Last night's murder of two auxiliary police officers in a bizarre Houston Street shoot-out accidentally shines a spotlight on the underreported vocation of auxiliary policing. Who are these uniformed, unarmed cops-but-not-quite, whom you probably wouldn't be able to tell from the "real" police on the street, and why do people sign up for the gig?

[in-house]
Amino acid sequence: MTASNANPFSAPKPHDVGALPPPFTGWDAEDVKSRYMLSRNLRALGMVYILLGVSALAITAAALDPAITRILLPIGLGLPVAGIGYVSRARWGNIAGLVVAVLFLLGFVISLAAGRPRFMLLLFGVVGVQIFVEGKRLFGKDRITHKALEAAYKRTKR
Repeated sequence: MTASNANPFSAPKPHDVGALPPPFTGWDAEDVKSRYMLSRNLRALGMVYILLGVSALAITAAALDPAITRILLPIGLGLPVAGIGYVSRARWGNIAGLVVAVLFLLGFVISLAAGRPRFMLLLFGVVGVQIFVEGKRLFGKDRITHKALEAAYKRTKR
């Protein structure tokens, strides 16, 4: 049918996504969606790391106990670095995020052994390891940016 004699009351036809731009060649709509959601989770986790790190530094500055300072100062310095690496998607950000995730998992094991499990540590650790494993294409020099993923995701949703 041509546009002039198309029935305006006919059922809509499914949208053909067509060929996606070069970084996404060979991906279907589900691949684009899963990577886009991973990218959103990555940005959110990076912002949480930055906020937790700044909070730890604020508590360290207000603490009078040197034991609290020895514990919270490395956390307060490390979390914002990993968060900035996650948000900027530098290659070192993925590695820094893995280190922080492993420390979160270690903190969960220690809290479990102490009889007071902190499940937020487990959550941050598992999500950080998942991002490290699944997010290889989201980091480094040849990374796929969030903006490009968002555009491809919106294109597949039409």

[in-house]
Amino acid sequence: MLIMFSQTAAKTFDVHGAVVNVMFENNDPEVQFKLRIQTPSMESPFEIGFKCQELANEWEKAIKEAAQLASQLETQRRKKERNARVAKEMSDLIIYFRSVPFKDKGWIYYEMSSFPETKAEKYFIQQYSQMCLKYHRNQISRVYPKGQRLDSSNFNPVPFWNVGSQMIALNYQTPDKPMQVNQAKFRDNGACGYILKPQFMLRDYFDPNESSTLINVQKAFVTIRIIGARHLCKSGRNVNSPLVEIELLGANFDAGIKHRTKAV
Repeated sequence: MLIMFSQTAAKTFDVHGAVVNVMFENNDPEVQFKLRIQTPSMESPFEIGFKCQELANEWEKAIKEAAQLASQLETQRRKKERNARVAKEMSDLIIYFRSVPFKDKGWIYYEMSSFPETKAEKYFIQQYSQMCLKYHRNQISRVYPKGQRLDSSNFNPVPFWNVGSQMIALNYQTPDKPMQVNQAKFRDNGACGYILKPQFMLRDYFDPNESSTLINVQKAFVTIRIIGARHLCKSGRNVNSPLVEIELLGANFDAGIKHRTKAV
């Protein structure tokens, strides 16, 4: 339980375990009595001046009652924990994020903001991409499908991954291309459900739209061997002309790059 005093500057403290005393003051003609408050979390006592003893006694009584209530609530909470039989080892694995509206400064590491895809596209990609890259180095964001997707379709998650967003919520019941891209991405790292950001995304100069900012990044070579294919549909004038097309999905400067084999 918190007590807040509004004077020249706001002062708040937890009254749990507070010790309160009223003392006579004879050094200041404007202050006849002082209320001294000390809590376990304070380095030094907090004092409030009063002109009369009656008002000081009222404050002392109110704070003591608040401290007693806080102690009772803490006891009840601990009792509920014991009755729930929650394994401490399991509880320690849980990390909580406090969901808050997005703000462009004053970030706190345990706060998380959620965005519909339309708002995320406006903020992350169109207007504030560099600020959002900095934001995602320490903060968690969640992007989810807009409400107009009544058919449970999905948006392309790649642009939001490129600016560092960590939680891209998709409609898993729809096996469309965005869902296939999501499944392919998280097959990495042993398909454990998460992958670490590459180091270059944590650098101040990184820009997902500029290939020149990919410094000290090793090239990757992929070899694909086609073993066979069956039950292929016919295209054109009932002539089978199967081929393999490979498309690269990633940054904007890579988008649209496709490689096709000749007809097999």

Well, they are men and women who do a cop's job — and, as we've seen, face the same risks — without even the meager compensation of a cop's pay. In other words, they're volunteer police, and the city has about 5,000 of them. The Auxiliary Police Program is open to any person "of good character" between the ages of 17 (!) and 60. (Those 61 and older can apply for "limited duties.") Indeed, one of the two officers killed last night, Yevgeniy Marshalik, was a 19-year-old NYU student. You don't have to be a U.S. citizen or even a resident (a valid visa is enough). The officers are tasked with things like crowd control at sporting events, or simply lending an air of police authority whenever and wherever needed. Auxiliary cops can't make an arrest (or, rather, they can — just like you: a citizen's arrest); when things turn hairy, they tend to call up regular reinforcements. A common reason for joining is to try a cop's life on for size; for Marshalik and Pekearo, sadly, there'll be no opting out.